Sunday, March 19, 2023

1851+1960 Lewiston-Queenston Bridges over Niagara Gorge (River)

1851: (Bridge Hunter) Queenston-Lewiston Bridge
1960: (Bridge Hunter; Historic Bridges; 3D Satellite) Lewiston-Queenston Bridge
Note that the order of the cities in the name is different.

1851 Suspension Bridge

"Begun in 1850, opened March 20, 1851" [BridgeHunter-1851]
"On February 1st 1864, a storm with gale force winds caused the center span of the bridge to fall to the river below. Long guy wires which extended from the bridge to the shoreline used to stabilize the bridge deck had been disconnected to prevent damage from the ice on the river below." [NiagaraFrontier]

Photo via HistoricBridges

RightInNiagara via BridgeHunter-1851, RightInNiagara has several photos before and after the collapse

A second suspension bridge

Mike Cushman posted, cropped
Original Queenston/Lewiston Bridge.

Andrew Riddel commented on Mike's post
Brock’s monument in right corner.
[The comments contain more photos, but I believe some of them are of the 1851 bridge.]

Antonio Medina posted three photos with the comment: "Old Queenston-Lewiston Bridge 1950's. These are photo's of the second Queenston-Lewiston Bridge. The bridge was in operation from 1899-1962. This bridge was built to replace the first Queenston-Lewiston Bridge that had fallen during a wind storm in 1854."



Karen Limardi commented on Antonio's post

John Dahl posted seven photos with the comment: "Explored the remnants of the second Queenston - Lewiston Suspension Bridge on the U.S. side at Lewiston. It stood from 1899 - 1962 and was replaced by the present day steel arch Queenston - Lewiston bridge in 1962"
Jack Mings: If you take the lower trail there's many pieces of the cable and large pieces of steel.
An unusual piece of art/sculpture was built in 1980 using the bridge columns as support. It is now fenced off and largely neglected and abandoned.
Karen Limardi: There was a mirror installed at the top that reflected the river and the gorge when you were up there. I would never climb that thing it would freak me out !

The anchors which held the large steel cables.

The stone columns have matching counterparts on the Queenston side across the river.

Inscription on one of the columns says Lewiston Suspension Bridge, First Board of Governors,
The names underneath have largely faded away.

Inscription on the other side of the column, largely faded except for the name Edward.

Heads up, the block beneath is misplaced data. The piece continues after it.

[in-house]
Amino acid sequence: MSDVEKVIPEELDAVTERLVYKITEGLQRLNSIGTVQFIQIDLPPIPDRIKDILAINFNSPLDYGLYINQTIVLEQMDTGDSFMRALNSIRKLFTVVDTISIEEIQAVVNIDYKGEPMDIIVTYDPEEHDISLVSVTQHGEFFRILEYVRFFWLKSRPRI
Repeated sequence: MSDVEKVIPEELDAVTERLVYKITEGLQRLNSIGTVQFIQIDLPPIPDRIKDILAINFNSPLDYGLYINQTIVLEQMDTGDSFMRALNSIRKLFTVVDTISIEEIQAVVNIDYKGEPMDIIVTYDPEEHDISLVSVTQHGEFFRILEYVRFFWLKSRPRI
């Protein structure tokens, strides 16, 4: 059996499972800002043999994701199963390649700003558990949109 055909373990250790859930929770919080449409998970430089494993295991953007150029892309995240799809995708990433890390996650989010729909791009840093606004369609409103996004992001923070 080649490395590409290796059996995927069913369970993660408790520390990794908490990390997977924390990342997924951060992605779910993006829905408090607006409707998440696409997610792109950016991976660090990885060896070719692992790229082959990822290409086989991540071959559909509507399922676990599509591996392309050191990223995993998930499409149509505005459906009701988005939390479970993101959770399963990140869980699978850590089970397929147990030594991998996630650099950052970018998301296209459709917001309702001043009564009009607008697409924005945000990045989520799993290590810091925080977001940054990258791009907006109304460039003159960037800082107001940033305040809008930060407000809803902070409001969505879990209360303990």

Underneath the name Edward is this date of 1850. Is that the date of Edward's death?

There are two abandoned roads which went to the bridge. These would have been very busy during the life of the bridge.

1960 Arch

Photo by Sloan Kelly via TripSavvy via BridgeHunter-1960, License: Creative Commons Attribution-Share-Alike (CC BY-SA)
looking north

Photo by James Neiss via LockportJournal via BridgeHunter-1960, License: Creative Commons Attribution-Share-Alike (CC BY-SA)
looking north
When imposed, the wind restrictions for this bridge are: "a crossing speed reduction to 5 mph, traffic being restricted to one lane in each direction and a ban on all empty tractor trailers or tandems from crossing."
[That is part of the Sir Adam Beck Power Station on the left.]

Dec 2020 Photo by Josh Schmid via BridgeHunter-1960, License: Creative Commons Attribution-Share-Alike (CC BY-SA)
View from north

The falsework used bents instead of tiebacks.
Photo via HistoricBridges

Western NY Welcome Center posted
The arch of the the Lewiston-Queenston bridge about to be connected in 1961!
Credit: Daniel Miller via Vintage Western NY History FB Group
James Torgeson shared
Steelwork by Bethlehem!
Kenny Ozelie: I read something,or maybe it was a show on TV that when putting in the final piece that they have to make sure the ambient temperature, and where the sun is in the sky to have the steel that is already up is expanded or contracted to fit that final piece, ever hear anything like that?
Steve Stalter: Steel expands and contracts due to changes in temperature. The bridge structure is designed to accommodate these changes. During the erection of the steel, you don't want the sun shining on one side of the structure causing a twist in the structure while your trying to connect the arches together. The structural engineers and ironworkers know how to monitor for these concerns.

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